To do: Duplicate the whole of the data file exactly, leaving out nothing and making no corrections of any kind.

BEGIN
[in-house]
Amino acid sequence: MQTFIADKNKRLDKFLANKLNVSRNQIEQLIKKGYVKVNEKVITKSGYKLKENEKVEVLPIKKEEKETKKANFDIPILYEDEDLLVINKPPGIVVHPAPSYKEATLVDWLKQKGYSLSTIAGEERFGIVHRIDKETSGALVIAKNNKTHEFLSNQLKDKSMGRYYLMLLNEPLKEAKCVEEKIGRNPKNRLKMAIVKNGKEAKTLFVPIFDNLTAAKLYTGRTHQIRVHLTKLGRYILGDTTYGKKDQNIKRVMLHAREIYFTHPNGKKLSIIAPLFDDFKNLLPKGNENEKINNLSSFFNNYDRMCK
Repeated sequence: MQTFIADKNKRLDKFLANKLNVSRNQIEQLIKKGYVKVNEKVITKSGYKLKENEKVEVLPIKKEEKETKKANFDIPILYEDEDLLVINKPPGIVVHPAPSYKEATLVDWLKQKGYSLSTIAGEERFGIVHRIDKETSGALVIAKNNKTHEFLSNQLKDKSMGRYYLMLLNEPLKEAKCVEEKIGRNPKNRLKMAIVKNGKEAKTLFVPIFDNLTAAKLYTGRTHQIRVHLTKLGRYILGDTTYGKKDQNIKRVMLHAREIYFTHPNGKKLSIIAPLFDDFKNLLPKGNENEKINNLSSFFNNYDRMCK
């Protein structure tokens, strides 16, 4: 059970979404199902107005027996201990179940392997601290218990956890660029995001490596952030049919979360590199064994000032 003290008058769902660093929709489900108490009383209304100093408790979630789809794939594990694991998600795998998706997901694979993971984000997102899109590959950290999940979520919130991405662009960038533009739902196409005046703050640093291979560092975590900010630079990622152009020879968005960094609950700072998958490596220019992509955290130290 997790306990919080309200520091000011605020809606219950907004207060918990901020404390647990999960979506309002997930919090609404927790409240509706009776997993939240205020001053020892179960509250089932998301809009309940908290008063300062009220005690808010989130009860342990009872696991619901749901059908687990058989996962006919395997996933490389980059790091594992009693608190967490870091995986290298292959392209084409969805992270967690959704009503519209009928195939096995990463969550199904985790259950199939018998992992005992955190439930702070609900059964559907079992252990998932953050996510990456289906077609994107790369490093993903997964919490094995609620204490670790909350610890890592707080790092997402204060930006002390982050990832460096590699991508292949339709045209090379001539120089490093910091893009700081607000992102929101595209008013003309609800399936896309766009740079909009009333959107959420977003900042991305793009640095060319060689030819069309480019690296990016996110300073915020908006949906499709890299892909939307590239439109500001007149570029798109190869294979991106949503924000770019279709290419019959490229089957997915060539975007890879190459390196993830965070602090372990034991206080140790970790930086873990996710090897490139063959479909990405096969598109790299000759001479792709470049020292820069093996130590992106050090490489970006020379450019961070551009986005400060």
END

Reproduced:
[in-house]
Amino acid sequence: MQTFIADKNKRLDKFLANKLNVSRNQIEQLIKKGYVKVNEKVITKSGYKLKENEKVEVLPIKKEEKETKKANFDIPILYEDEDLLVINKPPGIVVHPAPSYKEATLVDWLKQKGYSLSTIAGEERFGIVHRIDKETSGALVIAKNNKTHEFLSNQLKDKSMGRYYLMLLNEPLKEAKCVEEKIGRNPKNRLKMAIVKNGKEAKTLFVPIFDNLTAAKLYTGRTHQIRVHLTKLGRYILGDTTYGKKDQNIKRVMLHAREIYFTHPNGKKLSIIAPLFDDFKNLLPKGNENEKINNLSSFFNNYDRMCK
Repeated sequence: MQTFIADKNKRLDKFLANKLNVSRNQIEQLIKKGYVKVNEKVITKSGYKLKENEKVEVLPIKKEEKETKKANFDIPILYEDEDLLVINKPPGIVVHPAPSYKEATLVDWLKQKGYSLSTIAGEERFGIVHRIDKETSGALVIAKNNKTHEFLSNQLKDKSMGRYYLMLLNEPLKEAKCVEEKIGRNPKNRLKMAIVKNGKEAKTLFVPIFDNLTAAKLYTGRTHQIRVHLTKLGRYILGDTTYGKKDQNIKRVMLHAREIYFTHPNGKKLSIIAPLFDDFKNLLPKGNENEKINNLSSFFNNYDRMCK
């Protein structure tokens, strides 16, 4: 059970979404199902107005027996201990179940392997601290218990956890660029995001490596952030049919979360590199064994000032 003290008058769902660093929709489900108490009383209304100093408790979630789809794939594990694991998600795998998706997901694979993971984000997102899109590959950290999940979520919130991405662009960038533009739902196409005046703050640093291979560092975590900010630079990622152009020879968005960094609950700072998958490596220019992509955290130290 997790306990919080309200520091000011605020809606219950907004207060918990901020404390647990999960979506309002997930919090609404927790409240509706009776997993939240205020001053020892179960509250089932998301809009309940908290008063300062009220005690808010989130009860342990009872696991619901749901059908687990058989996962006919395997996933490389980059790091594992009693608190967490870091995986290298292959392209084409969805992270967690959704009503519209009928195939096995990463969550199904985790259950199939018998992992005992955190439930702070609900059964559907079992252990998932953050996510990456289906077609994107790369490093993903997964919490094995609620204490670790909350610890890592707080790092997402204060930006002390982050990832460096590699991508292949339709045209090379001539120089490093910091893009700081607000992102929101595209008013003309609800399936896309766009740079909009009333959107959420977003900042991305793009640095060319060689030819069309480019690296990016996110300073915020908006949906499709890299892909939307590239439109500001007149570029798109190869294979991106949503924000770019279709290419019959490229089957997915060539975007890879190459390196993830965070602090372990034991206080140790970790930086873990996710090897490139063959479909990405096969598109790299000759001479792709470049020292820069093996130590992106050090490489970006020379450019961070551009986005400060």